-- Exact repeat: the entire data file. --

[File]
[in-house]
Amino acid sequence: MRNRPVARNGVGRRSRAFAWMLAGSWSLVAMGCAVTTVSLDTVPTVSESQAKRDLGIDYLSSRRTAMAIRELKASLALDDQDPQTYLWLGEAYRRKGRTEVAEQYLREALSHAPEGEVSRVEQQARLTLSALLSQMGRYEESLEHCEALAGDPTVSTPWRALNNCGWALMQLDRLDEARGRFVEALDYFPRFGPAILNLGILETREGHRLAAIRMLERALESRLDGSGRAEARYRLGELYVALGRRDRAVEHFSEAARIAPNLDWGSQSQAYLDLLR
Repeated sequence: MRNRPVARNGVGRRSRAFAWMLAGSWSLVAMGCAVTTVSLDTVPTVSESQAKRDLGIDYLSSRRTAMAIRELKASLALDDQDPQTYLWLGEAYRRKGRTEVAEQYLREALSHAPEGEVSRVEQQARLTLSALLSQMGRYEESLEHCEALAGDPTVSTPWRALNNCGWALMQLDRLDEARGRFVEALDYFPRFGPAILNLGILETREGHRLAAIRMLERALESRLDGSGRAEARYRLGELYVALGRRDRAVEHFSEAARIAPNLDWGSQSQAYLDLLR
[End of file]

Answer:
[in-house]
Amino acid sequence: MRNRPVARNGVGRRSRAFAWMLAGSWSLVAMGCAVTTVSLDTVPTVSESQAKRDLGIDYLSSRRTAMAIRELKASLALDDQDPQTYLWLGEAYRRKGRTEVAEQYLREALSHAPEGEVSRVEQQARLTLSALLSQMGRYEESLEHCEALAGDPTVSTPWRALNNCGWALMQLDRLDEARGRFVEALDYFPRFGPAILNLGILETREGHRLAAIRMLERALESRLDGSGRAEARYRLGELYVALGRRDRAVEHFSEAARIAPNLDWGSQSQAYLDLLR
Repeated sequence: MRNRPVARNGVGRRSRAFAWMLAGSWSLVAMGCAVTTVSLDTVPTVSESQAKRDLGIDYLSSRRTAMAIRELKASLALDDQDPQTYLWLGEAYRRKGRTEVAEQYLREALSHAPEGEVSRVEQQARLTLSALLSQMGRYEESLEHCEALAGDPTVSTPWRALNNCGWALMQLDRLDEARGRFVEALDYFPRFGPAILNLGILETREGHRLAAIRMLERALESRLDGSGRAEARYRLGELYVALGRRDRAVEHFSEAARIAPNLDWGSQSQAYLDLLR